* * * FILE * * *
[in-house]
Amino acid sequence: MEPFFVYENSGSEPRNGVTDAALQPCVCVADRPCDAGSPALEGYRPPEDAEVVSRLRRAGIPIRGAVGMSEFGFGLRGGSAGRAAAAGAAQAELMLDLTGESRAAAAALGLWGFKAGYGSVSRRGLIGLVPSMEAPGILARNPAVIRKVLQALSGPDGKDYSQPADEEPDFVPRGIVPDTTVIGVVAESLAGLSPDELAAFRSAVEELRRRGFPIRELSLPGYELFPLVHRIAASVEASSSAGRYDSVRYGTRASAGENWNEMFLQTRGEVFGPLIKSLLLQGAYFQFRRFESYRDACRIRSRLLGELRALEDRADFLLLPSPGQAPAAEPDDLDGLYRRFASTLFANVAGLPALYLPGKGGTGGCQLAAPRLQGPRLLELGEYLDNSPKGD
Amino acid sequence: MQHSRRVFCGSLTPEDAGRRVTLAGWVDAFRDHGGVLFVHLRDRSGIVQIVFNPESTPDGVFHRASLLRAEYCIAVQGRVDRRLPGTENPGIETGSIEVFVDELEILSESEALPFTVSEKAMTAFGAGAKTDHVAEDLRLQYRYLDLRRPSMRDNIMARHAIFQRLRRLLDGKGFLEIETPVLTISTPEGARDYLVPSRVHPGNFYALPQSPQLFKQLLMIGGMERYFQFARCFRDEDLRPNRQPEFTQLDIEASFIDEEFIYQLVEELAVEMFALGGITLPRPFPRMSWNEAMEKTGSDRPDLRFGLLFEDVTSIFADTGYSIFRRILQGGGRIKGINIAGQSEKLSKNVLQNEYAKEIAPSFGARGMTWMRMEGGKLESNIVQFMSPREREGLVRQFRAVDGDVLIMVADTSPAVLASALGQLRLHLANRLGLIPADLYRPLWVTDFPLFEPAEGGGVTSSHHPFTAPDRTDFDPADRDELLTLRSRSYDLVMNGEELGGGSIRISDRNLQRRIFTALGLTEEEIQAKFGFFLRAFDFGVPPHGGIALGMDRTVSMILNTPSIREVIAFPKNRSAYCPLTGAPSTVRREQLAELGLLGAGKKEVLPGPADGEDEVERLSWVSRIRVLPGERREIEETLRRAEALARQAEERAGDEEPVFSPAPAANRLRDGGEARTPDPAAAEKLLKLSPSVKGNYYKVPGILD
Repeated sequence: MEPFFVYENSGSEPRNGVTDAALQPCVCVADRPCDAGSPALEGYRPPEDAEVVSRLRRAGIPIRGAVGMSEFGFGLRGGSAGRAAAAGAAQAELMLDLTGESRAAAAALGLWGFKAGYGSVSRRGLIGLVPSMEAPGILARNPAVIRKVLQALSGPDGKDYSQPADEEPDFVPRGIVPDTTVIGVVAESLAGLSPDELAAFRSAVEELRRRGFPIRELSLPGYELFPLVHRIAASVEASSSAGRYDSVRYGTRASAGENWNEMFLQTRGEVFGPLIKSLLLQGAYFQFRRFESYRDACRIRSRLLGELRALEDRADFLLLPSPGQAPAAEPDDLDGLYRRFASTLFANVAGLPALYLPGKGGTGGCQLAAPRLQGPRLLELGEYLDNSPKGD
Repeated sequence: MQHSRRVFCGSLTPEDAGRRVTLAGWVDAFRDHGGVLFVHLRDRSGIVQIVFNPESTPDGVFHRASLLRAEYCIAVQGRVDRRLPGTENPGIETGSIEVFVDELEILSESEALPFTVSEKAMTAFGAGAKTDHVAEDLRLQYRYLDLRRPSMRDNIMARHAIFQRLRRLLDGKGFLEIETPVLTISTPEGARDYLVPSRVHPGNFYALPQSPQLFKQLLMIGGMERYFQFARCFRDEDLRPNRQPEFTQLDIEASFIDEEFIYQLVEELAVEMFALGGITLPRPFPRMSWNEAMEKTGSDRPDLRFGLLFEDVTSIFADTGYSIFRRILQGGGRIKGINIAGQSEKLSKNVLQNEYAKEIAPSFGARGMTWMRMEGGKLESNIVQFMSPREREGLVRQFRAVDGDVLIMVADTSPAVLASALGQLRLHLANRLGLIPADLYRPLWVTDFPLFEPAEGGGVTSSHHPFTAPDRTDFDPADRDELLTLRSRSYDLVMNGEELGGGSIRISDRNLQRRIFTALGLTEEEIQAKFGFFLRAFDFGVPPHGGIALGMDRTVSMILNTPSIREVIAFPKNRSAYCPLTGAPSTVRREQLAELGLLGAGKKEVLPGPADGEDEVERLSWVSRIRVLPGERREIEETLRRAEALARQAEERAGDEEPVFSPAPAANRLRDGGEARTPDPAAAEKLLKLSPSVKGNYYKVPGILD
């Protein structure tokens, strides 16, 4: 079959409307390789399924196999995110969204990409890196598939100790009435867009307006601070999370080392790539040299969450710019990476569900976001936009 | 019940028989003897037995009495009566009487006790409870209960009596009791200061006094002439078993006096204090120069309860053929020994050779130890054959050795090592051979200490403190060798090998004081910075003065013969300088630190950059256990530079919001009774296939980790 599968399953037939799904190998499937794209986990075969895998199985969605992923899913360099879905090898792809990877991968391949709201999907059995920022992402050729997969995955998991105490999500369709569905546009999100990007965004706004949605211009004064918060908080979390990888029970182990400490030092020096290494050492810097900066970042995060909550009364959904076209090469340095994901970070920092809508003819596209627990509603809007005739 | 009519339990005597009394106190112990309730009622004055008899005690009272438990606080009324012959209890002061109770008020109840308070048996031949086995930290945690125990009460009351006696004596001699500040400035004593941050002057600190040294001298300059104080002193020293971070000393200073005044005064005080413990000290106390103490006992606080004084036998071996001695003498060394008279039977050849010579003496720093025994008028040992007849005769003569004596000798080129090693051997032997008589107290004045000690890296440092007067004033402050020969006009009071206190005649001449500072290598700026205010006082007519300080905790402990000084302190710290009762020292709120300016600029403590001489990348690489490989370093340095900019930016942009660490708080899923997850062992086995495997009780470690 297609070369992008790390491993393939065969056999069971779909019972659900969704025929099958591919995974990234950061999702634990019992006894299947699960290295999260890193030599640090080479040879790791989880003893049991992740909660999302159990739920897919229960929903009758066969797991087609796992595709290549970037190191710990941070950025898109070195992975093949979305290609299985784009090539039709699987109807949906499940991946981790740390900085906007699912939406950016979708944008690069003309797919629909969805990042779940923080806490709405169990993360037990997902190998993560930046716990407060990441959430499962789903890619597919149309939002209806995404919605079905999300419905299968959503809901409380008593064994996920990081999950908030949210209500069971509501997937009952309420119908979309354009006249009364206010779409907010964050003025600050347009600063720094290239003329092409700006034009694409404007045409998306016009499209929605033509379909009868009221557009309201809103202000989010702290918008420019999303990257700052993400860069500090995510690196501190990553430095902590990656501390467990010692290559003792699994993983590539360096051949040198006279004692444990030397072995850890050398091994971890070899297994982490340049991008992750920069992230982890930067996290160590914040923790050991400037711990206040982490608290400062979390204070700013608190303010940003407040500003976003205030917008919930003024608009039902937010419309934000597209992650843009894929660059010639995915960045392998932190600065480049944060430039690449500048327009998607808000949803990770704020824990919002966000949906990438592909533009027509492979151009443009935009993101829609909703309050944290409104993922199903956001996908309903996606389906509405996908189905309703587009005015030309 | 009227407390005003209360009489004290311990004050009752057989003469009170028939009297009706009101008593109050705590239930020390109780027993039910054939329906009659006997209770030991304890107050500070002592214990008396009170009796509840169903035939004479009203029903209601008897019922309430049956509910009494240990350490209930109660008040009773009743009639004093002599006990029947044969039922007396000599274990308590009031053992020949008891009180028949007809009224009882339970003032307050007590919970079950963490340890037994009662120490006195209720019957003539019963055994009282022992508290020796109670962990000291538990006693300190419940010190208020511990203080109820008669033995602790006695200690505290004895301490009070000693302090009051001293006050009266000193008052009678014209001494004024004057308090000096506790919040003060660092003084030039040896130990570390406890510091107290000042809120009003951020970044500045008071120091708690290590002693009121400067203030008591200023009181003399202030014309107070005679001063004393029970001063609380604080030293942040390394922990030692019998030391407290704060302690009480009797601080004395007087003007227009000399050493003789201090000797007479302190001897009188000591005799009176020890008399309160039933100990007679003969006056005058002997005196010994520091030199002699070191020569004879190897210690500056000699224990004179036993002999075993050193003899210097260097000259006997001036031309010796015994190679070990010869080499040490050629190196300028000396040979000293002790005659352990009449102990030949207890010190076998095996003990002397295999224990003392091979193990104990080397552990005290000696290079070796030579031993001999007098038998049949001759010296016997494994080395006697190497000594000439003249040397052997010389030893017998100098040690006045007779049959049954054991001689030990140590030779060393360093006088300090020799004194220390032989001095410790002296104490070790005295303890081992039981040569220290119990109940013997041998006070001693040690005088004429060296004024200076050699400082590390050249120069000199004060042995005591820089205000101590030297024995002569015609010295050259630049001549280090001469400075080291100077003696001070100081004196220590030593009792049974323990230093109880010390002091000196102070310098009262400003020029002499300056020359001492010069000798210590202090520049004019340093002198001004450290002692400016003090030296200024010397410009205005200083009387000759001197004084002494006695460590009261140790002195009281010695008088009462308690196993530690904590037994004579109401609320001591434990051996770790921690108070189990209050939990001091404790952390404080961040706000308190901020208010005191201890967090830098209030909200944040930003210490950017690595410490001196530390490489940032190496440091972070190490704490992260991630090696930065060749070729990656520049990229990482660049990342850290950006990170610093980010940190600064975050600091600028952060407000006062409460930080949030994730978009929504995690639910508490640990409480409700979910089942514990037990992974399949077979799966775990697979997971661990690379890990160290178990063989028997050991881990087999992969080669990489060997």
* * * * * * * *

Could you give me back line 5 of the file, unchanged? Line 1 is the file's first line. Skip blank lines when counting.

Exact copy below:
Repeated sequence: MQHSRRVFCGSLTPEDAGRRVTLAGWVDAFRDHGGVLFVHLRDRSGIVQIVFNPESTPDGVFHRASLLRAEYCIAVQGRVDRRLPGTENPGIETGSIEVFVDELEILSESEALPFTVSEKAMTAFGAGAKTDHVAEDLRLQYRYLDLRRPSMRDNIMARHAIFQRLRRLLDGKGFLEIETPVLTISTPEGARDYLVPSRVHPGNFYALPQSPQLFKQLLMIGGMERYFQFARCFRDEDLRPNRQPEFTQLDIEASFIDEEFIYQLVEELAVEMFALGGITLPRPFPRMSWNEAMEKTGSDRPDLRFGLLFEDVTSIFADTGYSIFRRILQGGGRIKGINIAGQSEKLSKNVLQNEYAKEIAPSFGARGMTWMRMEGGKLESNIVQFMSPREREGLVRQFRAVDGDVLIMVADTSPAVLASALGQLRLHLANRLGLIPADLYRPLWVTDFPLFEPAEGGGVTSSHHPFTAPDRTDFDPADRDELLTLRSRSYDLVMNGEELGGGSIRISDRNLQRRIFTALGLTEEEIQAKFGFFLRAFDFGVPPHGGIALGMDRTVSMILNTPSIREVIAFPKNRSAYCPLTGAPSTVRREQLAELGLLGAGKKEVLPGPADGEDEVERLSWVSRIRVLPGERREIEETLRRAEALARQAEERAGDEEPVFSPAPAANRLRDGGEARTPDPAAAEKLLKLSPSVKGNYYKVPGILD